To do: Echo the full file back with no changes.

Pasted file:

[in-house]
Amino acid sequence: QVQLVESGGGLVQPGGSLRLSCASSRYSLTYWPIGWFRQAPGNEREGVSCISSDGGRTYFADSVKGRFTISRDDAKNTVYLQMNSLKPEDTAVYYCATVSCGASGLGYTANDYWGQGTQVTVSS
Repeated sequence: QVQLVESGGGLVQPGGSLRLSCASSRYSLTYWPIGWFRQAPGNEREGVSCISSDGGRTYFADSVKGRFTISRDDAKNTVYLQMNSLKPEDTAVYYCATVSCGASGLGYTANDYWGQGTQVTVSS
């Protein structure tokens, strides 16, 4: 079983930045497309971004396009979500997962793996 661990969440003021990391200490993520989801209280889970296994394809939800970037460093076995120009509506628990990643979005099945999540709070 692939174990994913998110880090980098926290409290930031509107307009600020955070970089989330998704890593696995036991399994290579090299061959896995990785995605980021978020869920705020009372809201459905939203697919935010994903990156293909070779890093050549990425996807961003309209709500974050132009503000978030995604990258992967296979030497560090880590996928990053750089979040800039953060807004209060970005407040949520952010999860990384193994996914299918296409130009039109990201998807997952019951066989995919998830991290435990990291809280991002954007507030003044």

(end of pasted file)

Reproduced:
[in-house]
Amino acid sequence: QVQLVESGGGLVQPGGSLRLSCASSRYSLTYWPIGWFRQAPGNEREGVSCISSDGGRTYFADSVKGRFTISRDDAKNTVYLQMNSLKPEDTAVYYCATVSCGASGLGYTANDYWGQGTQVTVSS
Repeated sequence: QVQLVESGGGLVQPGGSLRLSCASSRYSLTYWPIGWFRQAPGNEREGVSCISSDGGRTYFADSVKGRFTISRDDAKNTVYLQMNSLKPEDTAVYYCATVSCGASGLGYTANDYWGQGTQVTVSS
């Protein structure tokens, strides 16, 4: 079983930045497309971004396009979500997962793996 661990969440003021990391200490993520989801209280889970296994394809939800970037460093076995120009509506628990990643979005099945999540709070 692939174990994913998110880090980098926290409290930031509107307009600020955070970089989330998704890593696995036991399994290579090299061959896995990785995605980021978020869920705020009372809201459905939203697919935010994903990156293909070779890093050549990425996807961003309209709500974050132009503000978030995604990258992967296979030497560090880590996928990053750089979040800039953060807004209060970005407040949520952010999860990384193994996914299918296409130009039109990201998807997952019951066989995919998830991290435990990291809280991002954007507030003044």